Anti-Semitism from the Left
Left-wing anti-Semitism is as toxic as the Right-wing variety. But the role of Israel in Western political debate shows how prejudices can shift from one group to another, while the underlying sentiments remain exactly the sameanalysis Updated: May 03, 2016 15:21 IST
The former London mayor and Left-wing Labour politician Ken Livingstone has been suspended from his party for claiming that Hitler was a Zionist in the early 1930s. According to Livingstone, “before he went mad and ended up killing six million Jews,” Hitler had merely wanted to expel them from their own countries to Palestine. And that, supposedly, made him a Zionist.
Historically, this is nonsense: Hitler never promoted Palestine as a Jewish state. And the implication that the Führer’s hatred of the Jews put him on the same side as Jews who wished to build their own state to escape from violent anti-Semitism is offensive, to say the least.
But Livingstone was probably being sincere when he said in his defence that “a real anti-Semite doesn’t just hate the Jews in Israel, they hate their Jewish neighbour...It’s a physical loathing.” Hating Jews in Israel is fine, then, because they are “Zionists,” and the sentiment isn’t visceral. Jeremy Corbyn, the Left-wing leader of Livingstone’s party, was no doubt equally sincere when he said that anti-Semitism could not possibly be a problem on the left, because Labour has always been “anti-racist.”
It is a common conceit among leftists in Europe that racial prejudice, including anti-Semitism, is a uniquely right-wing phenomenon. This probably goes back to the Dreyfus affair of the late nineteenth century. When the French army captain Alfred Dreyfus was falsely accused of treason in a rigged trial in 1894, French society was divided between mostly conservative anti-Dreyfusards and liberal defenders of the Jewish officer. The conservatives were often staunch Roman Catholics, who felt deeply uncomfortable with the secular French Republic, which they associated with liberals and Jews.
Reactionary French anti-Semitism, however, reflected a wider trend in twentieth-century Europe. Blood-and-soil nationalists, Right-wing Christians, fanatical anti-Bolshevists, and authoritarians obsessed with social order were often anti-Semitic. Jews fared best under leftist governments.
This makes it easy to forget that a streak of anti-Semitism has always tainted the Left as well. Stalin was of course notorious for persecuting Jews, or “rootless cosmopolitans” as he called them, whom he regarded as natural agents of capitalism and traitors to the Soviet Union. But well before Stalin, Karl Marx himself, although Jewish by birth, set the tone for a vicious type of anti-Semitism that infected the Left, especially in France.
It was Marx who wrote, “Money is the jealous God of Israel,” and that Hebrew was “the muse of stock exchange quotations.” Marx was not oblivious to the dangers of anti-Semitism. He simply thought they would go away once the worker’s paradise had been established. In this, he was clearly mistaken.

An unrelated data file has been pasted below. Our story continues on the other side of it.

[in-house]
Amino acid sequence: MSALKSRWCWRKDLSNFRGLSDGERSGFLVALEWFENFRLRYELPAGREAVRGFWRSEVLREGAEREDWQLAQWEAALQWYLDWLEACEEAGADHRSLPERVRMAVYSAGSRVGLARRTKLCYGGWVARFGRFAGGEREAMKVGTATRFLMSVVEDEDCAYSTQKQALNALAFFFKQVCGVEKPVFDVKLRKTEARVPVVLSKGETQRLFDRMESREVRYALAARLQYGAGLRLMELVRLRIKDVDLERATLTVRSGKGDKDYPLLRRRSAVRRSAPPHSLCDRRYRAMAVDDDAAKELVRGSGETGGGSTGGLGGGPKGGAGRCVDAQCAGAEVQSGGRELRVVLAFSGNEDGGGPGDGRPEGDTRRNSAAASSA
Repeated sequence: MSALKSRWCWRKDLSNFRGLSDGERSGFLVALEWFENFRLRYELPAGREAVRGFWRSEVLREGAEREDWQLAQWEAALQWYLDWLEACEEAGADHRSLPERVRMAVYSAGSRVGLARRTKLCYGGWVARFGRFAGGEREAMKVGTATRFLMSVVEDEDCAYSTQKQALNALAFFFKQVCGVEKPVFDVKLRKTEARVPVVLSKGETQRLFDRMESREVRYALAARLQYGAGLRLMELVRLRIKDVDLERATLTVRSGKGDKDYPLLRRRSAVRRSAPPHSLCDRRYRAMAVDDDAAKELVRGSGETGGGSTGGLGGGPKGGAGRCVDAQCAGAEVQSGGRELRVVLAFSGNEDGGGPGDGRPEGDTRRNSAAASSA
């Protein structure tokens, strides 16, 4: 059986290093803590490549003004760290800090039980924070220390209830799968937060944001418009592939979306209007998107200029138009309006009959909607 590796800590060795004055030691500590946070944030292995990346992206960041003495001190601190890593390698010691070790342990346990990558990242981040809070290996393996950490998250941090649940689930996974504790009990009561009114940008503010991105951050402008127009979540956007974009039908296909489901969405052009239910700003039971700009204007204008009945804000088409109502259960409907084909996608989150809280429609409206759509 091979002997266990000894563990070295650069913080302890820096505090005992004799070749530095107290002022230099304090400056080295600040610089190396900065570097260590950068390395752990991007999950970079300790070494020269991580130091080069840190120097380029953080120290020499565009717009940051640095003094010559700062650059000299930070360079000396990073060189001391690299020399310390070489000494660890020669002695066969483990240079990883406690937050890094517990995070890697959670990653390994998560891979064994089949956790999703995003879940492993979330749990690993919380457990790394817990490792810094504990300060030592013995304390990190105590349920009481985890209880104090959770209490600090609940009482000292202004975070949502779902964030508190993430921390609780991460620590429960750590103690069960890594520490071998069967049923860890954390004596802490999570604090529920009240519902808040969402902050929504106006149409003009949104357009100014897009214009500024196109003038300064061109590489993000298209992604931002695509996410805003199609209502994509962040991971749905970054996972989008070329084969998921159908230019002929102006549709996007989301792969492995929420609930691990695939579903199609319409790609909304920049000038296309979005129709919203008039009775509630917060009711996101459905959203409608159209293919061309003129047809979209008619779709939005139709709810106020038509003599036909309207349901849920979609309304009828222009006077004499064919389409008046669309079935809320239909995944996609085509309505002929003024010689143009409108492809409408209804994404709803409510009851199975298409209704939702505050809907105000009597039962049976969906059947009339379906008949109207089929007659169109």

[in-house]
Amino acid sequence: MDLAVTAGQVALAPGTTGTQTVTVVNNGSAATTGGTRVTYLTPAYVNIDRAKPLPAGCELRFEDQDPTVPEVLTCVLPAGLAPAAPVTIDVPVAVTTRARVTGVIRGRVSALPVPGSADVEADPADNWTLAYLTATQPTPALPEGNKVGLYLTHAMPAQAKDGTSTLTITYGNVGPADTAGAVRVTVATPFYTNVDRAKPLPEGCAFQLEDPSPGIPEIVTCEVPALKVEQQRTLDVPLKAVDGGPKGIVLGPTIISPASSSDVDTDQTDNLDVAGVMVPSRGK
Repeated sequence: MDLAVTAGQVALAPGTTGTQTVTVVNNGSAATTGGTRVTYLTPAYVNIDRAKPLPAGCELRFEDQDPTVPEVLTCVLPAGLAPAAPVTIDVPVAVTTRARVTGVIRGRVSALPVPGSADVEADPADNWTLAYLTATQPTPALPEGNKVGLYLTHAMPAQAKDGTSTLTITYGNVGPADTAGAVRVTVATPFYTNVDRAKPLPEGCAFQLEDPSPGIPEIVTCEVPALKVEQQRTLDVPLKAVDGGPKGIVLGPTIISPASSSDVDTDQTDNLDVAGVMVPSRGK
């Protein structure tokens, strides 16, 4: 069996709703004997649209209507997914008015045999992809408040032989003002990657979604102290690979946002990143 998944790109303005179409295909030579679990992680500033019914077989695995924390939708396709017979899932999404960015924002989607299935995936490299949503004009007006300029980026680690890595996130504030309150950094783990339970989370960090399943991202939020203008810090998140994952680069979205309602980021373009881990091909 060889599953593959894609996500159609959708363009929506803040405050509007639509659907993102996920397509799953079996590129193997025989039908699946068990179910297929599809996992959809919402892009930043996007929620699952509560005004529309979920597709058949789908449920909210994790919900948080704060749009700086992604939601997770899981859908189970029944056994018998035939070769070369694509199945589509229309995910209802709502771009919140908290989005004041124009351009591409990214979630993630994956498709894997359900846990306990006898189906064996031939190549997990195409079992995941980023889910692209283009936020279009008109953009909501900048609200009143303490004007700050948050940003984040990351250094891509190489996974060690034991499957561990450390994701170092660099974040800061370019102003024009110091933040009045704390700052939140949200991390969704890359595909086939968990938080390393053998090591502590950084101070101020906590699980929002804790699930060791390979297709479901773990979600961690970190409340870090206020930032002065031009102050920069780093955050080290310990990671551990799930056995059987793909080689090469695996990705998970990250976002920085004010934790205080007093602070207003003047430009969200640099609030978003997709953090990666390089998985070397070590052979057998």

When the state of Israel was founded in 1948, the Soviet Union and leftists in general were quite sympathetic. For several decades, socialists of Russian and Polish extraction dominated Israeli politics. Zionism was not yet regarded as a noxious form of racism, along with apartheid in South Africa. There was no need to “hate the Jews in Israel.”
Things began to change in the early 1970s, after the occupation of the West Bank and other Arab territories. Two intifadas later, the Israeli Left finally lost its grip, and the Right took over. Israel became increasingly associated with the very things leftists had always opposed: Colonialism, oppression of a minority, militarism, and chauvinism. For some people, it was perhaps a relief that they could hate Jews again, this time under the guise of high-minded principles.
At the same time, and for much the same reasons, Israel became popular on the Right. People who might have been fervent anti-Semites not so long ago are now great champions of Israel. They applaud the Israeli government’s tough line with the Palestinians.
Israel, in a common Right-wing view, is a bastion of “Judeo-Christian civilisation” in the “war against Islam.” As the Dutch demagogue Geert Wilders once put it: “When the flag of Israel no longer flies over the walls of Jerusalem, the West will no longer be free.”
It is remarkable how often the old anti-Semitic tropes turn up in the rhetoric of these cheerleaders for Israel. But this time it is Muslims, not Jews, who are the target. Muslims in the West, we are repeatedly told, can never be loyal citizens. They always stick to their own kind. They will lie to people outside their faith. They are naturally treacherous, a fifth column, bent on world domination. Their religion is incompatible with Western values. And so forth.
The genuine threats coming from a violent revolutionary movement within the Islamic world can make such assertions seem plausible to many people. But, in most cases, they should be recognised for what they are: Tired old prejudices meant to exclude an unpopular minority from mainstream society. Islamist violence only helps to boost the politics of hatred and fear. Many Western warriors in the so-called war against Islam are nothing but our modern-day anti-Dreyfusards.
None of this excuses the vile language of Livingstone and others like him. Left-wing anti-Semitism is as toxic as the Right-wing variety. But the role of Israel in Western political debate shows how prejudices can shift from one group to another, while the underlying sentiments remain exactly the same.
Ian Buruma is Professor of Democracy, Human Rights, and Journalism at Bard College, and the author of Year Zero: A History of 1945
Copyright: Project Syndicate, 2016